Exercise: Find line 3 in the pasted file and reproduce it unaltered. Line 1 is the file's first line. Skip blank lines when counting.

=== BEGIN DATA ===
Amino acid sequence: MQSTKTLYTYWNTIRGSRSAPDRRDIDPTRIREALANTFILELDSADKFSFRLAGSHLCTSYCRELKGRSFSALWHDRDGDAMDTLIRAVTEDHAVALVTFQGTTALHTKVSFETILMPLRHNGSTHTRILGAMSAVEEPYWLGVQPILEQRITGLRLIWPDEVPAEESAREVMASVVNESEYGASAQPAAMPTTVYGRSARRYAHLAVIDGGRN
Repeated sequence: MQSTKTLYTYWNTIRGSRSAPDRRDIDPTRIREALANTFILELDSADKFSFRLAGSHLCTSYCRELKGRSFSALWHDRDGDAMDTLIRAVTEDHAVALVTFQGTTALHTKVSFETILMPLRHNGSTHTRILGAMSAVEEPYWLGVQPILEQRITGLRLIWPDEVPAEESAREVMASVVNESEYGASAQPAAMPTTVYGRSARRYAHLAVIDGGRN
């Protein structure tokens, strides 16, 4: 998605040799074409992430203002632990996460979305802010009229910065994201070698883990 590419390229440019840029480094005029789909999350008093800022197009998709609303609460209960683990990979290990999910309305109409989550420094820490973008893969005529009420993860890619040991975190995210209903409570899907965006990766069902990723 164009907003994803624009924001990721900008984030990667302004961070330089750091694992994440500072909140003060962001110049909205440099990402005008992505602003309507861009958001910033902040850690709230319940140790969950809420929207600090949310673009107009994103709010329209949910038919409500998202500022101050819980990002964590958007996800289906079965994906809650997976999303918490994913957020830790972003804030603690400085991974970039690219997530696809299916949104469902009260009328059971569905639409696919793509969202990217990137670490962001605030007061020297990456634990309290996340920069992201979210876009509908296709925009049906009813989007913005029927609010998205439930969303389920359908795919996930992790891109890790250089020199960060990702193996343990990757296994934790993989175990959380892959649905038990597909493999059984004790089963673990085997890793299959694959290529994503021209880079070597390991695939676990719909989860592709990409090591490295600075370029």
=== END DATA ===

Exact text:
């Protein structure tokens, strides 16, 4: 998605040799074409992430203002632990996460979305802010009229910065994201070698883990 590419390229440019840029480094005029789909999350008093800022197009998709609303609460209960683990990979290990999910309305109409989550420094820490973008893969005529009420993860890619040991975190995210209903409570899907965006990766069902990723 164009907003994803624009924001990721900008984030990667302004961070330089750091694992994440500072909140003060962001110049909205440099990402005008992505602003309507861009958001910033902040850690709230319940140790969950809420929207600090949310673009107009994103709010329209949910038919409500998202500022101050819980990002964590958007996800289906079965994906809650997976999303918490994913957020830790972003804030603690400085991974970039690219997530696809299916949104469902009260009328059971569905639409696919793509969202990217990137670490962001605030007061020297990456634990309290996340920069992201979210876009509908296709925009049906009813989007913005029927609010998205439930969303389920359908795919996930992790891109890790250089020199960060990702193996343990990757296994934790993989175990959380892959649905038990597909493999059984004790089963673990085997890793299959694959290529994503021209880079070597390991695939676990719909989860592709990409090591490295600075370029």